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Fast-track Needs Quarries To Achieve Desired Progress

The Government’s fast-track for resource consenting will provide some of the desired progress for New Zealand if quarries are among the list of approved projects.

In welcoming the Government’s announcement and legislation, Aggregate & Quarry Association (AQA) CEO Wayne Scott says some quarries will need to be included in the fast-track criteria alongside significant infrastructure and development projects.

"All these projects will require aggregates and sand so some quarries must be on that list."

He says he made the point in a letter to relevant government ministers in February that the faster consenting pathway for significant projects must also protect the availability of aggregate and sand for such projects.

"Big infrastructure projects can require the supply of aggregate, sand and rock from multiple quarries. Not only do we need some quarries on the fast-track list, we can’t afford to lose other nearby sources of good rock supply to competing development."

A 2021 Infrastructure Commission study acknowledged major projects such as Transmission Gully suffered significant disruption through a lack of aggregate supply.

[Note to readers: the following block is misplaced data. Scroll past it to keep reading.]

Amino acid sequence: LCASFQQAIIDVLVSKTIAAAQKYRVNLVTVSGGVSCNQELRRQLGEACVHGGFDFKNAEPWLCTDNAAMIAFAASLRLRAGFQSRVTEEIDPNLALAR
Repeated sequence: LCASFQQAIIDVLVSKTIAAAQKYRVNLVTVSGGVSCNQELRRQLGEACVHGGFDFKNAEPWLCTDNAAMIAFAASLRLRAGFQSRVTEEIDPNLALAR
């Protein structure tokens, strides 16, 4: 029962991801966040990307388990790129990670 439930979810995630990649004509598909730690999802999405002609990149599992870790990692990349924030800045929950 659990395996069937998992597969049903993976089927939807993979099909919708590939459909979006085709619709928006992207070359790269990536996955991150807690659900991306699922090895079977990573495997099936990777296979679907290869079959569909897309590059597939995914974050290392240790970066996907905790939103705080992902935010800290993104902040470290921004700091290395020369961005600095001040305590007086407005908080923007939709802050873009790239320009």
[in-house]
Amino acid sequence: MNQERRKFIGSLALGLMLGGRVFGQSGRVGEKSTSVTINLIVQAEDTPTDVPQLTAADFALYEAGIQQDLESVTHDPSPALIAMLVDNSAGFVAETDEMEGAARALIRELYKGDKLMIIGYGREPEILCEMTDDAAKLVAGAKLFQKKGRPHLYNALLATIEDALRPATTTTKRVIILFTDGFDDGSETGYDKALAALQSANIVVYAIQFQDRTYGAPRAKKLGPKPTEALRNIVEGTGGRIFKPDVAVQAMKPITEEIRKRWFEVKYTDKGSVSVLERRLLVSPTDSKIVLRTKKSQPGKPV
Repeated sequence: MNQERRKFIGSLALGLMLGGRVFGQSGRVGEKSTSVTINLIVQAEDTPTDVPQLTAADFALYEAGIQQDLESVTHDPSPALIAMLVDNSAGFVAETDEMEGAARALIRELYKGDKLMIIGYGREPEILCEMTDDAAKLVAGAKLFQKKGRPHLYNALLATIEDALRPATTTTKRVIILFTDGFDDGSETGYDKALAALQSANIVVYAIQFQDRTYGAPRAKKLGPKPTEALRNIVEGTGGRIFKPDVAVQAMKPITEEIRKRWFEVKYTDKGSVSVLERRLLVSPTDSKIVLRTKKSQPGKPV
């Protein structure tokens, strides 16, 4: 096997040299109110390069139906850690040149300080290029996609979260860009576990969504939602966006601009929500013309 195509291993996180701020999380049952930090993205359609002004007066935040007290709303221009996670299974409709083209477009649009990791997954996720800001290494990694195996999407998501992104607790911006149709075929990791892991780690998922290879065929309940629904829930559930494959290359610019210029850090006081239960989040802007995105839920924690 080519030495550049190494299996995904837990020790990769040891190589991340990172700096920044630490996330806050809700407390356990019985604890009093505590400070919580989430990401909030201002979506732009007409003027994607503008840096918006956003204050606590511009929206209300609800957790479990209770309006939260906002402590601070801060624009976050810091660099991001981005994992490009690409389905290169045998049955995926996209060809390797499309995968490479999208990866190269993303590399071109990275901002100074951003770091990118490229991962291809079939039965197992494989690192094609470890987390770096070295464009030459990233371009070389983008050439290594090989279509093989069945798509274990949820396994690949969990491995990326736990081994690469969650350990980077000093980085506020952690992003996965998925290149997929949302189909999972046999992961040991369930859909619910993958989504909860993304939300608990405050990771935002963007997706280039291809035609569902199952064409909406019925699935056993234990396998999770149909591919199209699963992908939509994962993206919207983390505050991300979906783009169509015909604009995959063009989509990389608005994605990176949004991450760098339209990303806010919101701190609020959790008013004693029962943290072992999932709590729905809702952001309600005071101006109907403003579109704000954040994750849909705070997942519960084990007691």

But Wayne Scott is also cautioning his industry and others not to expect that all consenting delays can be met by fast-tracked applications.

"There could be a 100 of these. Each will need to be considered by an expert panel with people with the necessary skills, supported by staff from various government agencies to provide all the required information.

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"The last Government also established a fast-track to get things moving after Covid and 42 of the projects listed for that process still had no expert panels appointed when the legislation for them expired last June."

Wayne says anyone supplying or building infrastructure projects needs to understand that ministerial announcements are not the same as actual outcomes.

"Even those projects approved under fast-track processes which get an expert panel are still likely to be quite some months from go to whoa."

He says just as important is what the new Government will do to replace its predecessor’s reforms of the RMA.

"We also need to know whether it will abolish or fix deficiencies in national policy statements on highly productive land and indigenous biodiversity which are holding up some quarry developments."

© Scoop Media

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